On April 6, the United States District Court for the Middle District of Florida issued a ruling on cross-motions for summary judgment in a case involving both Telephone Consumer Protection Act (“TCPA”) claims and Fair Debt Collection Practices Act (“FDCPA”) claims.

In McCaskill v. Navient Solutions, Inc., Defendant Navient Solutions, Inc., a student loan servicer, placed 249 calls to a cellular telephone number ending in -6140.  Defendant Student Assistance Corporation (“SAC”), which provides “default prevention” services for guarantors of federal student loans, placed 478 calls to that same cellular telephone number.  The  -6140 number is assigned to Plaintiff McCaskill’s cell phone.  The calls were regarding a student loan issued to McCaskill’s daughter.  Before McCaskill began using the -6140 number for her cell phone, the number was assigned to her residence.  McCaskill’s daughter also used the -6140 number when she requested a voluntary forbearance on her student loan.

McCaskill filed suit against Navient and SAC, alleging violations of the TCPA, FDCPA, and the Florida Consumer Collection Practices Act (“FCCPA”).  On cross-motions for partial summary judgment, the parties contested several issues, including whether Navient and SAC had McCaskill’s prior express consent to call the -6140 number, whether McCaskill told Defendants to stop calling, whether the calls constituted prohibited harassment under the FCCPA and FDCPA, and whether SAC is a debt collector.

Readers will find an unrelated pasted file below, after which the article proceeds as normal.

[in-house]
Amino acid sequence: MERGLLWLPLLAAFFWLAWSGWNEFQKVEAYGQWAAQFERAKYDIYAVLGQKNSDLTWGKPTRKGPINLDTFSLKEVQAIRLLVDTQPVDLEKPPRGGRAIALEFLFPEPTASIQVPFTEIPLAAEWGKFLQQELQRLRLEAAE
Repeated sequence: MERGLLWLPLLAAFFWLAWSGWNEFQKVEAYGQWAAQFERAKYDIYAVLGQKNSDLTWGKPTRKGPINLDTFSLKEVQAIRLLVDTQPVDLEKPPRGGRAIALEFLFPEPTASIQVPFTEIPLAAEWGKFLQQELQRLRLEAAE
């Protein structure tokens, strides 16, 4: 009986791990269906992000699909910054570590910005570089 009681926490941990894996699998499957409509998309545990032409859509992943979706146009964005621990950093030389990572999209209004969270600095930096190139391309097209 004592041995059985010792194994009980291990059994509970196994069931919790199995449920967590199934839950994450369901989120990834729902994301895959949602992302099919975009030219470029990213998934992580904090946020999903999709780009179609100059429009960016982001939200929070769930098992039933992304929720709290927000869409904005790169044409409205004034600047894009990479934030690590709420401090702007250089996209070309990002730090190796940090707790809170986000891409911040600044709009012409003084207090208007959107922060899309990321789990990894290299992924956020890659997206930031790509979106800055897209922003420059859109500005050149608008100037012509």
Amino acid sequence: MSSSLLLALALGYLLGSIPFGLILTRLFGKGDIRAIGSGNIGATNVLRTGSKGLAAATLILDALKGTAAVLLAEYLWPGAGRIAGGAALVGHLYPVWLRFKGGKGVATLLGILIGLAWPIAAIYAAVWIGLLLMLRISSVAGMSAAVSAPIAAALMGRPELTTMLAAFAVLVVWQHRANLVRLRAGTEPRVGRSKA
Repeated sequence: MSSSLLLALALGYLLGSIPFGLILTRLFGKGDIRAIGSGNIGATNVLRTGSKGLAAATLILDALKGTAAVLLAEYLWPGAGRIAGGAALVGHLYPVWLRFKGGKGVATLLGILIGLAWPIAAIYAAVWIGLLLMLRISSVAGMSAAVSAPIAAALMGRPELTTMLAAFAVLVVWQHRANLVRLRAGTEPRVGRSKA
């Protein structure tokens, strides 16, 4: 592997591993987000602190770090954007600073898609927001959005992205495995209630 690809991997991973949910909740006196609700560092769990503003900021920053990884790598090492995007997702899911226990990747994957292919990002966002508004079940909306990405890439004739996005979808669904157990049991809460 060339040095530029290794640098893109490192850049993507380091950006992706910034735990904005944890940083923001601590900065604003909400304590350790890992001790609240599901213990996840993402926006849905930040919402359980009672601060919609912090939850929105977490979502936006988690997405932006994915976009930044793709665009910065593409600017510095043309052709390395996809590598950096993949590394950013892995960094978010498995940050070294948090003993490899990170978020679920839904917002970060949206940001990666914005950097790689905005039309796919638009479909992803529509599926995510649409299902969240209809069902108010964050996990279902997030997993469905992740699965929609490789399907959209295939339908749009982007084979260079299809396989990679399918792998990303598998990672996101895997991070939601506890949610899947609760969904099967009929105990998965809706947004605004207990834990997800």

In its opinion, the Court stated that it had found no evidence suggesting that McCaskill provided her prior express consent to Defendants.  Defendants attempted to argue that “Plaintiff manifested her consent by allowing her phone to ring over 700 times without attempting to stop the calls.”  However, the Court rejected that argument, noting the statute’s requirement of express consent.  The Court also rejected the argument that McCaskill’s daughter had consented on her mother’s behalf.

The Court then discussed potential damages under the TCPA.  In addition to statutory damages in the amount of $363,500, McCaskill also sought treble damages for Defendants’ alleged “willful or knowing” violations of the TCPA.  However, the Court concluded that the parties presented sufficient evidence to create a factual dispute about whether the Defendants knowingly violated the TCPA and, therefore, denied the parties’ cross-motions for summary judgment on treble damages.

With regards to McCaskill’s FDCPA claims, the Court denied Defendants’ motion for partial summary judgment, finding the testimony of SAC’s president that SAC is not a “debt collector” conclusory and insufficient.  Finally, the Court held that the issue of whether Defendants’ conduct was harassing or abusive was a question best left for the fact finder.